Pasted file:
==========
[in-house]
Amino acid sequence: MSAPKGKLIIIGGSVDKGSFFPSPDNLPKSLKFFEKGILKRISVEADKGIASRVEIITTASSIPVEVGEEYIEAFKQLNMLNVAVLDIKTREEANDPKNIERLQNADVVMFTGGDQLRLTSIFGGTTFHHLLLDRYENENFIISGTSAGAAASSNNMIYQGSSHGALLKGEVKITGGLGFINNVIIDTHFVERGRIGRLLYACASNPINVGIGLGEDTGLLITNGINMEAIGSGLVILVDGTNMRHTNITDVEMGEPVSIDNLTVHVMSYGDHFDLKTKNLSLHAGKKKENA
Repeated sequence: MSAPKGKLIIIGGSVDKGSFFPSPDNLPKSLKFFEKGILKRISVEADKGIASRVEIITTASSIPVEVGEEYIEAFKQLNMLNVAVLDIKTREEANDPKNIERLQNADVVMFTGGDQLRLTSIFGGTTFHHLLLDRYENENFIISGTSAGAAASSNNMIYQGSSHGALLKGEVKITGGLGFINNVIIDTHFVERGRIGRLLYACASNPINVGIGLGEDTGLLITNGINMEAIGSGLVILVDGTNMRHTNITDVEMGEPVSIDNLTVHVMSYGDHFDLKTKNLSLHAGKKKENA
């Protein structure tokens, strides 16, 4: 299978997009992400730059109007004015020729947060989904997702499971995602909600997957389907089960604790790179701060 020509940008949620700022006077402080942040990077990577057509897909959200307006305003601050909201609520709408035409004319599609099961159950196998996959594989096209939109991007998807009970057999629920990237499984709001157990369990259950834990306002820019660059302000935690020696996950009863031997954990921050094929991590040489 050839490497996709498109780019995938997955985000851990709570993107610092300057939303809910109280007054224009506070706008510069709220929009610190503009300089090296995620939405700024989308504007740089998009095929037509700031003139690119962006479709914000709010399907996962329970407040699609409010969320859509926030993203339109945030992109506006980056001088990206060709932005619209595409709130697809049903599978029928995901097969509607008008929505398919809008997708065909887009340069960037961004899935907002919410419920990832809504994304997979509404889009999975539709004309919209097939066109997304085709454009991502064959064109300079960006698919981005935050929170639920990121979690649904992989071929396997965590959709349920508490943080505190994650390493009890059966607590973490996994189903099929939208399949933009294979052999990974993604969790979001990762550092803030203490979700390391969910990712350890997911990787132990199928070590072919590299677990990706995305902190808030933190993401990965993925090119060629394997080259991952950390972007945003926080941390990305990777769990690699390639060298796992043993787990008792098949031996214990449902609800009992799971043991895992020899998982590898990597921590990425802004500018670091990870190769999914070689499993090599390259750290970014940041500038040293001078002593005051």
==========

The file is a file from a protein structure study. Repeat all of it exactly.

[in-house]
Amino acid sequence: MSAPKGKLIIIGGSVDKGSFFPSPDNLPKSLKFFEKGILKRISVEADKGIASRVEIITTASSIPVEVGEEYIEAFKQLNMLNVAVLDIKTREEANDPKNIERLQNADVVMFTGGDQLRLTSIFGGTTFHHLLLDRYENENFIISGTSAGAAASSNNMIYQGSSHGALLKGEVKITGGLGFINNVIIDTHFVERGRIGRLLYACASNPINVGIGLGEDTGLLITNGINMEAIGSGLVILVDGTNMRHTNITDVEMGEPVSIDNLTVHVMSYGDHFDLKTKNLSLHAGKKKENA
Repeated sequence: MSAPKGKLIIIGGSVDKGSFFPSPDNLPKSLKFFEKGILKRISVEADKGIASRVEIITTASSIPVEVGEEYIEAFKQLNMLNVAVLDIKTREEANDPKNIERLQNADVVMFTGGDQLRLTSIFGGTTFHHLLLDRYENENFIISGTSAGAAASSNNMIYQGSSHGALLKGEVKITGGLGFINNVIIDTHFVERGRIGRLLYACASNPINVGIGLGEDTGLLITNGINMEAIGSGLVILVDGTNMRHTNITDVEMGEPVSIDNLTVHVMSYGDHFDLKTKNLSLHAGKKKENA
């Protein structure tokens, strides 16, 4: 299978997009992400730059109007004015020729947060989904997702499971995602909600997957389907089960604790790179701060 020509940008949620700022006077402080942040990077990577057509897909959200307006305003601050909201609520709408035409004319599609099961159950196998996959594989096209939109991007998807009970057999629920990237499984709001157990369990259950834990306002820019660059302000935690020696996950009863031997954990921050094929991590040489 050839490497996709498109780019995938997955985000851990709570993107610092300057939303809910109280007054224009506070706008510069709220929009610190503009300089090296995620939405700024989308504007740089998009095929037509700031003139690119962006479709914000709010399907996962329970407040699609409010969320859509926030993203339109945030992109506006980056001088990206060709932005619209595409709130697809049903599978029928995901097969509607008008929505398919809008997708065909887009340069960037961004899935907002919410419920990832809504994304997979509404889009999975539709004309919209097939066109997304085709454009991502064959064109300079960006698919981005935050929170639920990121979690649904992989071929396997965590959709349920508490943080505190994650390493009890059966607590973490996994189903099929939208399949933009294979052999990974993604969790979001990762550092803030203490979700390391969910990712350890997911990787132990199928070590072919590299677990990706995305902190808030933190993401990965993925090119060629394997080259991952950390972007945003926080941390990305990777769990690699390639060298796992043993787990008792098949031996214990449902609800009992799971043991895992020899998982590898990597921590990425802004500018670091990870190769999914070689499993090599390259750290970014940041500038040293001078002593005051």